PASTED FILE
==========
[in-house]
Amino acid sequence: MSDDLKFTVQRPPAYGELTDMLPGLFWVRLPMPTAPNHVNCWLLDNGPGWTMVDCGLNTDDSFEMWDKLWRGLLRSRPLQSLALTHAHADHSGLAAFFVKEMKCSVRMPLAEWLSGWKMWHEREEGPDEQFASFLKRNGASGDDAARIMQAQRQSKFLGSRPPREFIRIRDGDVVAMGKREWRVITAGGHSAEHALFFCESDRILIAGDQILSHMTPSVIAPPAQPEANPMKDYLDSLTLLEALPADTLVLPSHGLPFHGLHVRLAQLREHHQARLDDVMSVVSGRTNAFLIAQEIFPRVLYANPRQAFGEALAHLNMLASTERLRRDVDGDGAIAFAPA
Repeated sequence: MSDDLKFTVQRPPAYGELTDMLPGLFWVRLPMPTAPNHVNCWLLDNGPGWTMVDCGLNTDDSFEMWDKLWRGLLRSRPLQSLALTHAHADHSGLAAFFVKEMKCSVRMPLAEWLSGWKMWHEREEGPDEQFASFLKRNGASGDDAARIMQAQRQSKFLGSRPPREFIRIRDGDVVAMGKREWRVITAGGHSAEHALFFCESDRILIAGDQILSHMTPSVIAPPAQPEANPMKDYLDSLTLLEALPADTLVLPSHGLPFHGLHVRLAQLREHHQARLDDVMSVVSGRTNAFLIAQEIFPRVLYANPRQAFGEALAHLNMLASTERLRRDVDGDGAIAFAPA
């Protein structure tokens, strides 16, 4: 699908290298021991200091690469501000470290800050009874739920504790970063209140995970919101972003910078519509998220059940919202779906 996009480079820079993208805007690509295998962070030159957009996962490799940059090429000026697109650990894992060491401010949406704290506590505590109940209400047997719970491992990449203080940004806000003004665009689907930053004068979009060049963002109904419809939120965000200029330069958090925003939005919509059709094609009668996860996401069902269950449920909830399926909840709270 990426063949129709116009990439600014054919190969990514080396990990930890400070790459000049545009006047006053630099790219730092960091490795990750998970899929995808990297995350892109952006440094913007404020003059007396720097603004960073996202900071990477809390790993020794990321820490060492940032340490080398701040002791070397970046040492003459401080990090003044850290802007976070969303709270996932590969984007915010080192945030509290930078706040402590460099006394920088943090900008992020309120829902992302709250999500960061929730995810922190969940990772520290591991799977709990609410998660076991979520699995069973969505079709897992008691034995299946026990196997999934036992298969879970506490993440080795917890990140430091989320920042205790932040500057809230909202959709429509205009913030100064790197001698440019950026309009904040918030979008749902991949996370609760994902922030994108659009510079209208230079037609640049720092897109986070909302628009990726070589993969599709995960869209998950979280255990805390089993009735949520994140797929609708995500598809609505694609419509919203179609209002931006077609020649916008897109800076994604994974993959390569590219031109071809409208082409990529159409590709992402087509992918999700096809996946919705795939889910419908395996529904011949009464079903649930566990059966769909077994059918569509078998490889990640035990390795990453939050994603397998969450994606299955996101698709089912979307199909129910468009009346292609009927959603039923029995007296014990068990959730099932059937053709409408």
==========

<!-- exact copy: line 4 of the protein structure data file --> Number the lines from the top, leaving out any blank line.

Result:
């Protein structure tokens, strides 16, 4: 699908290298021991200091690469501000470290800050009874739920504790970063209140995970919101972003910078519509998220059940919202779906 996009480079820079993208805007690509295998962070030159957009996962490799940059090429000026697109650990894992060491401010949406704290506590505590109940209400047997719970491992990449203080940004806000003004665009689907930053004068979009060049963002109904419809939120965000200029330069958090925003939005919509059709094609009668996860996401069902269950449920909830399926909840709270 990426063949129709116009990439600014054919190969990514080396990990930890400070790459000049545009006047006053630099790219730092960091490795990750998970899929995808990297995350892109952006440094913007404020003059007396720097603004960073996202900071990477809390790993020794990321820490060492940032340490080398701040002791070397970046040492003459401080990090003044850290802007976070969303709270996932590969984007915010080192945030509290930078706040402590460099006394920088943090900008992020309120829902992302709250999500960061929730995810922190969940990772520290591991799977709990609410998660076991979520699995069973969505079709897992008691034995299946026990196997999934036992298969879970506490993440080795917890990140430091989320920042205790932040500057809230909202959709429509205009913030100064790197001698440019950026309009904040918030979008749902991949996370609760994902922030994108659009510079209208230079037609640049720092897109986070909302628009990726070589993969599709995960869209998950979280255990805390089993009735949520994140797929609708995500598809609505694609419509919203179609209002931006077609020649916008897109800076994604994974993959390569590219031109071809409208082409990529159409590709992402087509992918999700096809996946919705795939889910419908395996529904011949009464079903649930566990059966769909077994059918569509078998490889990640035990390795990453939050994603397998969450994606299955996101698709089912979307199909129910468009009346292609009927959603039923029995007296014990068990959730099932059937053709409408």